Ask one of our compassionate and knowledgeable staff about the SPARC program to get the conversation started.
Sexually Transmitted Diseases
Sexually transmitted diseases (STDs)—also known as sexually transmitted infections (STIs)—are infections spread from person to person as a result of contact through sexual intercourse or activity. Most STIs are completely preventable and easily treated. However, if left untreated, STIs can lead to serious health problems, so it’s important to get tested if you suspect you may have an infection.
Your gynecologist should provide full panel STD testing as needed. It’s important to understand that most of the time, STDs have very mild or no symptoms. So get tested regularly if you are sexually active, especially if you have a new or multiple partners. Depending on what you’re being tested for, STD testing may include:
- Urine test
- Cheek swab
- Physical exam
- A swab of any sores
- A swab of your genital or anal area
- A blood test
You can obtain a diagnosis the same day, depending on the STD. However, for blood-test or lab results you may have to wait a few days for a diagnosis. If you’re worried, ask your gynecologist about rapid testing. Some clinics offer rapid testing for HIV.
Types of STDs
There are many types of STDs. These are some of the most common:
Chlamydia is a bacterial infection. While many people are asymptomatic, symptoms can include pain while urinating, abnormal vaginal discharge, vaginal bleeding between periods, and lower belly pain. Treatment is very easy and usually involves taking a course of oral antibiotics.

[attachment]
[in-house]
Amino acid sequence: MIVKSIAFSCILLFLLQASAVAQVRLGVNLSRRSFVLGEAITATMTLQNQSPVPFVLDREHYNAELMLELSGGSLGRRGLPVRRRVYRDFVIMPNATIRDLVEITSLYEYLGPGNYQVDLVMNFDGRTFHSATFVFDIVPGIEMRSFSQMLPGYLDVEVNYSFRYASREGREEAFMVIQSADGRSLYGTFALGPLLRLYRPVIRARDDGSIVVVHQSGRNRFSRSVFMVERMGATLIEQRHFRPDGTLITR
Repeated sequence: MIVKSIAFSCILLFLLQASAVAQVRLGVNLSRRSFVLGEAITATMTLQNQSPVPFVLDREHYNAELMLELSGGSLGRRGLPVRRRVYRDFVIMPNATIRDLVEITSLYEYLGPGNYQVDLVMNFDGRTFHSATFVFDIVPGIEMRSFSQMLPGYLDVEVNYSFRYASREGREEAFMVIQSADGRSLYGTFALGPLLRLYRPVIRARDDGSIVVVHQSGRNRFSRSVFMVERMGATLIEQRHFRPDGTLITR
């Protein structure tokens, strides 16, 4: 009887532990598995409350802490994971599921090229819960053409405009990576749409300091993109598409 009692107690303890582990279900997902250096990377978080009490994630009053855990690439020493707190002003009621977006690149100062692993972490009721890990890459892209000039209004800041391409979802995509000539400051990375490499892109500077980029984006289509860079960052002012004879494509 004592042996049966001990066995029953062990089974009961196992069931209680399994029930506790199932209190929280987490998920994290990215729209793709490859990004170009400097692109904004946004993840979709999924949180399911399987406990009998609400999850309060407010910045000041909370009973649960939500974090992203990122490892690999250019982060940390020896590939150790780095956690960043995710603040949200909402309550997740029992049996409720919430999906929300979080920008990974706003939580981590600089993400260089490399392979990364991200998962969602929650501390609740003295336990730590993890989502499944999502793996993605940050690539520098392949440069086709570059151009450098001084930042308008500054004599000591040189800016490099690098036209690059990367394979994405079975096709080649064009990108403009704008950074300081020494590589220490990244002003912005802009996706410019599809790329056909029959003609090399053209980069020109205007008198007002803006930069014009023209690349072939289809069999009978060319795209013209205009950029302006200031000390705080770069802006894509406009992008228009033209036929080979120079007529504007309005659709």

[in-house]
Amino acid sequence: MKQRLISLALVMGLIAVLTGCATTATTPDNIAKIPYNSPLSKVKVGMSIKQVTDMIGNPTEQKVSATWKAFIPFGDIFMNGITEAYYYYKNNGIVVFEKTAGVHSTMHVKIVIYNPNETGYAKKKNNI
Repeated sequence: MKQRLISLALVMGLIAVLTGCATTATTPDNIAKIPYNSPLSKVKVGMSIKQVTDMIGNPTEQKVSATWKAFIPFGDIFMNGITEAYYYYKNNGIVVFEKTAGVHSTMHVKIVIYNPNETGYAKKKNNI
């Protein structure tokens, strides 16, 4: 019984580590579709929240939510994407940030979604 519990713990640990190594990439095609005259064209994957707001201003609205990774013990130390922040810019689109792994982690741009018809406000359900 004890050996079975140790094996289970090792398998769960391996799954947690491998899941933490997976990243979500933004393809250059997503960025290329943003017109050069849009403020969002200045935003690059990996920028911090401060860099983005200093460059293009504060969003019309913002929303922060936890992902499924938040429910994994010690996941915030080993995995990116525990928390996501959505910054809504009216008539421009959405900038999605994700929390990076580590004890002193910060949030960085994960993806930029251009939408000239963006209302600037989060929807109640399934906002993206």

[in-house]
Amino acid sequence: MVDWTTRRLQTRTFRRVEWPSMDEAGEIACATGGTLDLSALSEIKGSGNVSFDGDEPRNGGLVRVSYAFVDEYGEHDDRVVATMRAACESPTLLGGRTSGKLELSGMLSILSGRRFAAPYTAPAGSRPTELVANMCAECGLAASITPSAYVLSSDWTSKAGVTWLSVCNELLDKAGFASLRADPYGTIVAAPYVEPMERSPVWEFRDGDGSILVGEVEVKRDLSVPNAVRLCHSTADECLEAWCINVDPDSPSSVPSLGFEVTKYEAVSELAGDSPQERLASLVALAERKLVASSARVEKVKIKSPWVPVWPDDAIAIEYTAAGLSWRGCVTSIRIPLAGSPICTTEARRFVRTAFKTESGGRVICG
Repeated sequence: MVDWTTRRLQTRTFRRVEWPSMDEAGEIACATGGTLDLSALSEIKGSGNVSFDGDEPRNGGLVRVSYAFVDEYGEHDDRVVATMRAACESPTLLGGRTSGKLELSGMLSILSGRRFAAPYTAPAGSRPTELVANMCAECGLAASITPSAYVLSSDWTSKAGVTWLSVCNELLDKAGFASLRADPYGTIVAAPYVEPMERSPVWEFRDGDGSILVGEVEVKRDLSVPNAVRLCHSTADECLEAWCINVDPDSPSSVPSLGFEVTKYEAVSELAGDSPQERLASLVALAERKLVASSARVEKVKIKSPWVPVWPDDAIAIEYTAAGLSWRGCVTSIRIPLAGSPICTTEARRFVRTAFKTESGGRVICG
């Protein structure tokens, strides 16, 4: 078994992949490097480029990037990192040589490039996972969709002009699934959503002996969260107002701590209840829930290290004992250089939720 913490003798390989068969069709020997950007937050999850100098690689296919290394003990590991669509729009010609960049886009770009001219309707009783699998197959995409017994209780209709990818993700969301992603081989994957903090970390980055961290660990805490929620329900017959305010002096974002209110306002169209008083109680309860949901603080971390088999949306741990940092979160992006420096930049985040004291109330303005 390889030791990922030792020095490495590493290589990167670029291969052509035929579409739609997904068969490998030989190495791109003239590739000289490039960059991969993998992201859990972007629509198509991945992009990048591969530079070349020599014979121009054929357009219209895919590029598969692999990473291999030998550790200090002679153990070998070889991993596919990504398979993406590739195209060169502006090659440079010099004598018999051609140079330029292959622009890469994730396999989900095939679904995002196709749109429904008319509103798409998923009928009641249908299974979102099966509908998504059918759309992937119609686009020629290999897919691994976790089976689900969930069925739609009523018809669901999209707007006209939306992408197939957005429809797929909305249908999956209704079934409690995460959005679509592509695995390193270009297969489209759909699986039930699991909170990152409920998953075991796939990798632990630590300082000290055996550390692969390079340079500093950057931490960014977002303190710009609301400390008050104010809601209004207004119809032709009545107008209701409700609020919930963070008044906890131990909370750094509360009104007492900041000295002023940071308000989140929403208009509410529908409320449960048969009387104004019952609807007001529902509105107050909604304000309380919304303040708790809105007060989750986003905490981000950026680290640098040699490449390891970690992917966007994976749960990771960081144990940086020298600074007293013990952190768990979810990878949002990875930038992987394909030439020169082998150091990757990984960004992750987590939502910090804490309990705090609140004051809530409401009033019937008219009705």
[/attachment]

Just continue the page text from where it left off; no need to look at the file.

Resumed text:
Growths on or around the genital area, usually caused by certain strains of HPV. They are usually skin-colored or white bumps on or around the genital area. They might be itchy, but they are usually painless. It can take weeks, even months for genital warts to show up after infection.
Genital warts may go away on their own. If they persist or grow larger, talk to your doctor about your options. They may prescribe a cream or freeze warts off using cryotherapy.
Gonorrhea is a bacterial infection. It is also commonly called “the clap” or “the drip”. Most people don’t experience symptoms at all, but they can include:
- Painful urination
- Bleeding between periods
- Unusual vaginal discharge that looks yellow or bloody
- Itching around the anus
- Anal discharge
Gonorrhea is easily treated with oral antibiotics.
Hepatitis B is a virus that can cause liver disease when left untreated. It can be prevented by getting the Hepatitis B vaccine or by using condoms.
Because it’s a viral infection, there is no cure for Hepatitis B. However, it does almost always go away on its own. There are medications that can help treat and manage the symptoms of long-term infections.
Herpes is a viral infection that can affect your mouth or genital area. It can be painful and annoying, but luckily, herpes rarely leads to serious health problems. Genital herpes is one of the most common STIs, affecting one in six Americans. More than half of all Americans have oral herpes, which is the cause of cold sores.
- Burning when you pee
- Itching in the genital area
- Small red bumps or sores
- Pain around your genitals
- Swollen glands
- Flu-like symptoms
There is no cure for herpes, but there are treatments to reduce symptoms and outbreaks. Anti-virals help reduce viral shedding, over-the-counter pain medication helps with pain and inflammation, and warm baths or ice packs can help relieve pains from the sores.